Here is the end result:

Not only are they clamoring to write you a review, they’re raving to all their friends and relatives what their DJ got them. Word of Mouth on steroids.
Then it might sit on a mantlepiece in their home for future visitors to ask what that box is. It’s some of the best marketing dollars you could ever spend.
Only about 30-40% of clients give their vendors testimonials. By going the extra mile, I’ve been able to get testimonials from about 90% of my clients.
And I picked up a ninja tactic to double your testimonial rate:
Ask your clients to write a few words on why they decided to book you after they sign that contract!
No longer do you have to wait 6-12 months before getting a review!
It’s not enough to throw money at paid advertising and wait for clients to come to you. You need to have the assets consumers are looking for these days to get them to click BUY. You wouldn’t buy anything on Amazon without reading great reviews would you? Booking DJs is no different.

Business Review Pt 1: How I Doubled Revenue Six Years Straight (and counting)

We’re just crossing mid-year and I hit a major milestone: I have as much on the books halfway through this year compared to ALL of last year!

I’m keeping up with my targetted revenue growth of doubling each and every year. I hit $25k last year so basic math would tell us that I’m looking at $50k for 2018.

It’s also looking like I’ll be able to keep expenses flat despite the massive uptick in revenue.

Gross Rev Expenses Total Gigs Private Gigs Private Rev Bars/Clubs Bar Rev
2012 $100 $234 3 3 $100 0 $0
2013 $1,510 $625 5 5 $1,510 0 $0
2014 $1,841 $2,022 7 7 $1,841 0 $0
2015 $5,128 $3,399 15 13 $4,478 2 $650
2016 $12,840 $11,010 24 16 $10,790 8 $2,050
2017 $25,175 $13,916 67 14 $11,975 53 $14,250
2018 $25,945 $7,168 46 21 $19,795 25 $6,150

Weddings, Weddings, Weddings

So what can we glean from all these fancy numbers? The big thing sticking out is the explosion in Private Gig Revenue. Weddings have accounted for the big growth here.

I had five weddings in 2016 and unfortunately followed that up with absolutely zero in 2017. That changed in a big way this year, as I played five weddings over a four week period in May ALONE. So far I have 11 on the year with another already booked for 2019.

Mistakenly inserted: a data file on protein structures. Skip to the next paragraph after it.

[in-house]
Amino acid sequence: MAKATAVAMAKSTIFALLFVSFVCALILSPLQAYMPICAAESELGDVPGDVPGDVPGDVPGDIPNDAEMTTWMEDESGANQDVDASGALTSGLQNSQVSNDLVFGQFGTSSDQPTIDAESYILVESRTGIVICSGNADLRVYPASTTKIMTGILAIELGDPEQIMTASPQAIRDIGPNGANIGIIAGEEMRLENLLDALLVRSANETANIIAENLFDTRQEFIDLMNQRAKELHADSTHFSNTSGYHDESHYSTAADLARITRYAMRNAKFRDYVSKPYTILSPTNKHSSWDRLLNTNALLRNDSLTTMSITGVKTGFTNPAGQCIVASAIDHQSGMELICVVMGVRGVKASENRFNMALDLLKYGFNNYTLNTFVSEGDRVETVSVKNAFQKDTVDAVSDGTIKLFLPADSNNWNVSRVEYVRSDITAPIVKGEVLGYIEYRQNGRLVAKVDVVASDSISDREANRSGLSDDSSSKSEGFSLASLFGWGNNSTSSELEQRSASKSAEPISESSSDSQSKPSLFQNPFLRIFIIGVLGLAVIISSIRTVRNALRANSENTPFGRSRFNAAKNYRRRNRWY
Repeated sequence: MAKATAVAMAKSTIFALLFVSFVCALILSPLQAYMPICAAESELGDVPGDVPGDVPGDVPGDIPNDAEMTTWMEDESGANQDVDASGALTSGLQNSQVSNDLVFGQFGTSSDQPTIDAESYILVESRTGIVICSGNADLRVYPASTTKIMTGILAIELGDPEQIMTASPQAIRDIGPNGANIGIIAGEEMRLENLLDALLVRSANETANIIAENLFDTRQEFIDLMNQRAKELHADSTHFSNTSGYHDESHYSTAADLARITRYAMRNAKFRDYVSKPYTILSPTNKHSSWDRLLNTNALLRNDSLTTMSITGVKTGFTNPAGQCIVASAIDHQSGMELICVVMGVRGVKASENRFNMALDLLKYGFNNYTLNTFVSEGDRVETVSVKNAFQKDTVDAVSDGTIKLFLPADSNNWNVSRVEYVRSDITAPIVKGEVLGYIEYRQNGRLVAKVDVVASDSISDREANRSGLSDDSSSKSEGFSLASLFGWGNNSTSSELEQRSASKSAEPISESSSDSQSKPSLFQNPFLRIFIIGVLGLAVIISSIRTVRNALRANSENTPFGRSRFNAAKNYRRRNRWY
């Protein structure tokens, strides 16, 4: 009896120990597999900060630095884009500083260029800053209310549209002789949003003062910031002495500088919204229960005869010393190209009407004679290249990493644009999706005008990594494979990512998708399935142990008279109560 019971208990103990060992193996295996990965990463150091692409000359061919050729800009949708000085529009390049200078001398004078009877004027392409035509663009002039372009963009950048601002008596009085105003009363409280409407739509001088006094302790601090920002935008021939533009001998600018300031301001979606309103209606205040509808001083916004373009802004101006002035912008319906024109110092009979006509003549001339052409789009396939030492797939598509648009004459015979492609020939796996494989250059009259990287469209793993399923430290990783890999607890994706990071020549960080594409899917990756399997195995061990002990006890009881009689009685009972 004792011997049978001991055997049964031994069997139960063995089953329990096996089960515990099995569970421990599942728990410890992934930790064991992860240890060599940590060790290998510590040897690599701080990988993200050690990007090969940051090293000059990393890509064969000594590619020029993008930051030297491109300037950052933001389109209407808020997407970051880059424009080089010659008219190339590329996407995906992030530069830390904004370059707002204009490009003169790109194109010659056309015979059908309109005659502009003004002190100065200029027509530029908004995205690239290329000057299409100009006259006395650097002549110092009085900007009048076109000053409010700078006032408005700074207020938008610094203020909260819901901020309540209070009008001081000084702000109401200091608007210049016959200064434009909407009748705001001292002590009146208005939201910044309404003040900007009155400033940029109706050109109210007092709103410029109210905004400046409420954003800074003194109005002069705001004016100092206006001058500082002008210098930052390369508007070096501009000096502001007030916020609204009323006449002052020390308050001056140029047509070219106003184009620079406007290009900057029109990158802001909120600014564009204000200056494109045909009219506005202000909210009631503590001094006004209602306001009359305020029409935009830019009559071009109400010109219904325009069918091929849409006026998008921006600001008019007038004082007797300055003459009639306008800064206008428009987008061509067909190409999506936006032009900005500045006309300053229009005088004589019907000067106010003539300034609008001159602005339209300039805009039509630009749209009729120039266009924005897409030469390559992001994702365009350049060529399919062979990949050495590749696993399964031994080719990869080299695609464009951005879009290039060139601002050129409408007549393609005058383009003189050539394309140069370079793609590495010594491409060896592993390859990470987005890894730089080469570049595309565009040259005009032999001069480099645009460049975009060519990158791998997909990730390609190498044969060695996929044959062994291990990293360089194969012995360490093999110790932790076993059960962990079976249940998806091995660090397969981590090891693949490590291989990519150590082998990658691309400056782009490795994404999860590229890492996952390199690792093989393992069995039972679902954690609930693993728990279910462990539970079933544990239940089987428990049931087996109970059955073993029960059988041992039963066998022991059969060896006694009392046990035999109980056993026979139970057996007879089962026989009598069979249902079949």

Bar revenue has fallen off a bit but that was to be expected. I stopped spending any and all energy working into the bar scene to focus exclusively on weddings and clearly it’s been paying off. I even began turning away bar gigs to double down on growing the most valuable part of my business.

As you can see below, I’ve done fewer gigs and my revenue has grown. Bar gigs pull in $200-250 not including tax or expenses. My average weddings have been priced at $1500 depending on the package. This is exactly what I planned on.

From Whence They Came

Below I break down percentages of where my revenue has been coming from.

Since a large portion of my income last year were bar gigs, Industry Connects & Multi-ops contributed to half of my revenue. Now that I’m turning away from bar gigs they’ve contributed to only a quarter of my revenue with Paid sources picking up the slack.

Paid sources include sites like Gigmasters and WeddingWire. A big reason why they’ve spiked up is because of the testimonials I’ve gathered.

Sources 2012 2013 2014 2015 2016 2017 2018
Word of Mouth 100% 100% 100% 70% 41% 31% 33%
Multi-ops 0% 0% 0% 18% 10% 30% 15%
Paid 0% 0% 0% 0% 26% 19% 39%
Industry Connects 0% 0% 0% 0% 2% 20% 7%
Barter 0% 0% 0% 13% 21% 0% 5%

Revenue by Source YoY

More Reviews = More Leads (& Gigs)

In August of 2017 I signed up for a Wedding Wire Pro account and through January 2018 I only had two reviews. By June I got that up to TWELVE, with every single wedding client writing me a testimonial.

Industry average is 20%, 30% at best if you follow-up four times. Once you break double digit testimonials Wedding Wire’s traffic DOUBLES. Anyone can tell you that doubling your ROI is huge, because now you’ve got twice the bang for buck. And Wedding Wire is not cheap.

I’m getting more and more qualified cold leads from clients who are willing and able to pay for quality service. If you don’t have the reviews or marketing assets (like a great website and professional photos), you’re just not going to make the sale outside of budget shoppers.

How Did I Get Reviews from 100% Of My Clients?

It all boils down to doing the unexpected. Spending just 2% of my gig revenue  on a gift, my clients were jumping up and down to write me a glowing review!